Sep 2 – 6, 2019
Europe/Zurich timezone

CLICTD: A monolithic HR-CMOS sensor chip for the CLIC silicon tracker

Sep 4, 2019, 2:25 PM
Aula magna

Aula magna



Iraklis Kremastiotis (KIT - Karlsruhe Institute of Technology (DE))


The CLIC Tracker Detector (CLICTD) is a monolithic pixelated sensor chip produced in a $180$nm HR-CMOS Imaging Process. The chip, designed in the context of the CLIC tracking detector study, comprises a matrix of ${16\times128}$ detector channels, each measuring ${300\times30}\mu$$m^{2}$. To ensure prompt charge collection, each channel is segmented in eight collection diodes, each containing a separate analog front-end. A simultaneous time and energy measurement is performed in the on-channel digital logic. Simulations show a minimum detectable charge of $93e^-$ for $210$mW/cm$^2$ (continuous operation). The main design aspects, as well as the first results from laboratory measurements are presented.


A novel monolithic pixel sensor chip, the CLIC Tracker Detector (CLICTD) chip, is presented. The chip was designed according to the requirements for the silicon tracker at the future Compact Linear Collider (CLIC). These requirements include an 8-bit Time of Arrival (ToA) measurement with 10ns time bins and a 5-bit Time over Threshold (ToT) measurement for time walk correction and precise hit spatial allocation. Other requirements involve a single point resolution of 7um along the transverse plane, a total material budget of 1-1.5% X0 per detection layer (allowing for ~200um for the silicon layers) and an average power consumption below 150mW/cm^2. Taking advantage of the low duty cycle of the CLIC beam, the analog front-end can be set to a standby power mode between bunch trains to minimise the average analog power consumption (power pulsing). The digital power consumption is minimised by means of clock gating. The resulting average power consumption over the CLIC cycle is 5mW/cm^2 for the matrix, plus 70mW for the periphery (for 3% occupancy).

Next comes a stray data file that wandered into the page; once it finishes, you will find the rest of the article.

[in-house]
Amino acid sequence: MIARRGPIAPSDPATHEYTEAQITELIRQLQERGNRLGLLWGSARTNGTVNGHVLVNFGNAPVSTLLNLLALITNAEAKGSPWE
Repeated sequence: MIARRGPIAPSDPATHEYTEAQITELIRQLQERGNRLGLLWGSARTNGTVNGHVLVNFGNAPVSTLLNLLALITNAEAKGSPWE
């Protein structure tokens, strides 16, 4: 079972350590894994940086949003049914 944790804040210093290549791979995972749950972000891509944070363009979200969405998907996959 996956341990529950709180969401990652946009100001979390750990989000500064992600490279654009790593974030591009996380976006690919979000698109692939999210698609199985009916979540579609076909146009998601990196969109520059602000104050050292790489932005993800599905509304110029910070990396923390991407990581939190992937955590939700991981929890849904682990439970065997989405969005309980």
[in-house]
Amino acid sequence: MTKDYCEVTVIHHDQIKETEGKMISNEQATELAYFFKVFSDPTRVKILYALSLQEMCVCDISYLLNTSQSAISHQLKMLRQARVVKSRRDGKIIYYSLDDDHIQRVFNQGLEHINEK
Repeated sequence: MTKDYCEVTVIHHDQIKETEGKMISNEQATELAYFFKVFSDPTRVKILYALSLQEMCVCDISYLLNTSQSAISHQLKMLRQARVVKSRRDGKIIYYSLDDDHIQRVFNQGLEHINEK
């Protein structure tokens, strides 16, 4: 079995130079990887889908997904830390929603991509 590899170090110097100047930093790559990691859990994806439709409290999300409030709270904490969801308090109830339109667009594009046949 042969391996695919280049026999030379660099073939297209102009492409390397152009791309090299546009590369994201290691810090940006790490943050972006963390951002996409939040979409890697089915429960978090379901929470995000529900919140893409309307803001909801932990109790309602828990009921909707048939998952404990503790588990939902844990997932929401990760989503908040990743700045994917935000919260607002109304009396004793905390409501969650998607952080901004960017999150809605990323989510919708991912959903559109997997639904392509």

The design was implemented in a 180nm High-Resistivity (HR) CMOS imaging process, where a deep P-well is used in order to shield the on-channel electronics from the collection electrode [1]. The signal is collected with a small N-well on the P-type high resistivity epitaxial layer. The small detector capacitance helps to minimise the analog power consumption and the noise in the front-end. The epitaxial layer is fully depleted by including an additional deep N-type implant. Using a process split, additional wafers are produced with a segmented deep N-type implant to increase the lateral field and thereby to reduce the charge collection time.

The CLICTD matrix comprises 16x128 detecting cells of 300x30um^2. Each cell is segmented in eight collection diodes each read out by its own Charge Sensitive Amplifier (CSA) to ensure prompt charge collection. The diodes are therefore spaced by 37.5um along the long direction. Every front-end includes a CSA, a discriminator and a 3-bit local threshold tuning DAC. Simulations show a minimum detectable charge of 93e-, an in-time charge of 720e- (where the time walk remains below 10ns) for 210mW/cm^2 (continuous operation, without power pulsing). Binary hit information is stored for each diode, while the simultaneous 8-bit ToA and 5-bit ToT measurement is performed in the on-channel digital logic for the combined output (by means of an "OR" gate) of all eight discriminator outputs.

The slow control is based on the I2C protocol, while a serial readout at 40 MHz, with a zero suppression algorithm, is employed. The chip was verified using the Universal Verification Methodology (UVM).

Along with the main design aspects, the first laboratory measurement results with the CLICTD chip will be presented. Measurement results will include a scan of the sensor I-V characteristics, DAC scans and a test of the slow control and readout logic. In addition, the first results on the pixel performance, using internal test pulses as well as a radiation source, will be presented.

[1] W. Snoeys et al., NIMA 871 (2017) 90-96

Primary authors

Iraklis Kremastiotis (KIT - Karlsruhe Institute of Technology (DE)) Rafael Ballabriga Sune (CERN) Nuria Egidos Plaja (University of Barcelona (ES)) on behalf of the CLICdp collaboration

Presentation materials